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VLA observatory to partner with SETI

The Very Large Array radio telescope west of Socorro will allow the California-based SETI Institute to install equipment giving SETI access to the VLA’s data stream. (Pat Vasquez-Cunningham/Albuquerque Journal)

Copyright © 2020 Albuquerque Journal

The Very Large Array, west of Socorro, will be helping researchers at the SETI Institute in their search for extraterrestrial intelligence.

An agreement between the SETI Institute and the National Radio Astronomy Observatory, or NRAO, which operates the VLA, will for the first time allow the institute to install equipment at the array so its members can access the data stream the VLA captures as it regularly scans the skies, said Dave Finley, spokesman for the observatory.

“We will continue to do exactly the same thing we’ve been doing, which is taking proposals from astronomers, looking at objects in the sky and providing the astronomers with the raw data they need to produce an image,” Finley said. “The SETI Institute will now be able to take that same data before it goes into our processing system and put it through a processing system that they are building and funding.”

The new system, which is still being designed, has been named the Commensal Open-Source Multimode Interferometer Cluster Search for Extraterrestrial Intelligence, or COSMIC SETI.

The VLA, on the Plains of San Augustin west of Socorro, and the Mountain View, California-based SETI Institute both look at radio waves, but each processes them differently. That’s why the two have not done this type of collaboration in the past, Finley said.

The VLA, west of Socorro, has 27 dish-shaped antennas that are used to create high-resolution images of celestial bodies. (Pat Vasquez-Cunningham/Albuquerque Journal)

COSMIC SETI will use an Ethernet interface to grab VLA data around the clock and process it to detect “technosignatures,” that might be indicative of the existence of a technologically advanced, extraterrestrial civilization. The new software will also be able to detect fast radio bursts, another possible type of technosignature.

Bill Diamond, president and CEO of the SETI Institute, estimated the cost to develop and install the new system at more than $5 million, and the cost of operating it and conducting the science over five years at between $5 million and $10 million.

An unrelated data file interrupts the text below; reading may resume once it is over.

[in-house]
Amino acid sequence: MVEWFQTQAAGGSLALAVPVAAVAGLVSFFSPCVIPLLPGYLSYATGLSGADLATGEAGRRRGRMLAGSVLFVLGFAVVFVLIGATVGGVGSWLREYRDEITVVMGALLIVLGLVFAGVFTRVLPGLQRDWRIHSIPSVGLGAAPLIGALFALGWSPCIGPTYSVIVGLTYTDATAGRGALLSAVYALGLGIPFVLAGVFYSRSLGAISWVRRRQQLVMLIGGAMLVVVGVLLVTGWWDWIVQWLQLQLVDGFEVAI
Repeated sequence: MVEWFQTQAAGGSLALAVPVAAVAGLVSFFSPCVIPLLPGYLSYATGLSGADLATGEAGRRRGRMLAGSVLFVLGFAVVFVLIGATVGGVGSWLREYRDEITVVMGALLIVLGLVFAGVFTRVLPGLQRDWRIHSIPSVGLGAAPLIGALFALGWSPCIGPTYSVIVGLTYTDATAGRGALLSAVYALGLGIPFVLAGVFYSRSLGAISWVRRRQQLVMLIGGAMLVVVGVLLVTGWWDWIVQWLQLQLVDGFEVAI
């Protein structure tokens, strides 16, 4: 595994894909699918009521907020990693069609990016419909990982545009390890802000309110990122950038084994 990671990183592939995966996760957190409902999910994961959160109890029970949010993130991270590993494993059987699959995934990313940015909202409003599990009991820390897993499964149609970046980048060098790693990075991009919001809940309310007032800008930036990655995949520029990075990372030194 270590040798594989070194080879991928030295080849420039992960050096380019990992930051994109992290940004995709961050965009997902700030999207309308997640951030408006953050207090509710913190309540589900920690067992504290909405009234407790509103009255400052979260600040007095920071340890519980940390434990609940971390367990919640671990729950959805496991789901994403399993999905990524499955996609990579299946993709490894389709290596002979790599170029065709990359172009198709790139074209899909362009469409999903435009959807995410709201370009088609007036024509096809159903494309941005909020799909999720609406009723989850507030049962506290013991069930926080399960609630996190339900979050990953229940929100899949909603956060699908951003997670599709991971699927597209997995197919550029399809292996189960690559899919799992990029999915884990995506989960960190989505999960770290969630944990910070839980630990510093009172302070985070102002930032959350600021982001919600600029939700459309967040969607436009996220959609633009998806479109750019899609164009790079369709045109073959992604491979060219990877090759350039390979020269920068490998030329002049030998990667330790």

He said that installation of the new system would begin in about a year and that it would be fully functional a year after that.

SETI originally grew out of research at NASA and the Ames Research Center, in Mountain View, which funded SETI’s programs starting in 1984. That funding dried up in 1992. Since then, Diamond said, SETI has received enough private funding that it has been able to build its own radio telescope array, as well as buy time on others.

The VLA, which does receive federal funding, has never been used for SETI searches (despite being featured in the 1997 film “Contact”). Diamond said he was excited about the new collaboration because the VLA “is the most sensitive telescope in the Northern Hemisphere and has the widest frequency range of any radio telescope in the world.”

In addition, he said, “the VLA operates 24/7, and nobody else is doing 24/7 SETI observations,” including SETI’s own, and much smaller, Allen Telescope Array. That array is at the Hat Creek Observatory, and named for the late Microsoft co-founder Paul Allen, a large donor.

“We are delighted to have this opportunity to partner with NRAO, especially as we now understand the candidate pool of relevant planets numbers in the billions,” Diamond said.

Most of the time, the VLA’s 27 dish-shaped antennas, each 82 feet in diameter, are used to create high-resolution images of celestial bodies using time exposure, Finley said.

SETI is also looking for a “very short burst of things,” so the time exposure images processed by the VLA would not detect the flashing.

“We are a general purpose radio telescope looking at the nature of stars, galaxies, black holes, supernova explosions, planets and things like that, and studying the basic nature of these components of the universe,” Finley said.

“They’re looking for technosignals that have characteristics that might indicate they are artificially generated,” such as modulation evidence of a radio station or communication system, laser emissions, atmospheric chemicals produced by industries or structures orbiting stars to capture energy.

“Determining whether we are alone in the universe as technologically capable life is among the most compelling questions in science,” said NRAO Director Tony Beasley. Telescopes such as the VLA “can play a major role in answering it.”


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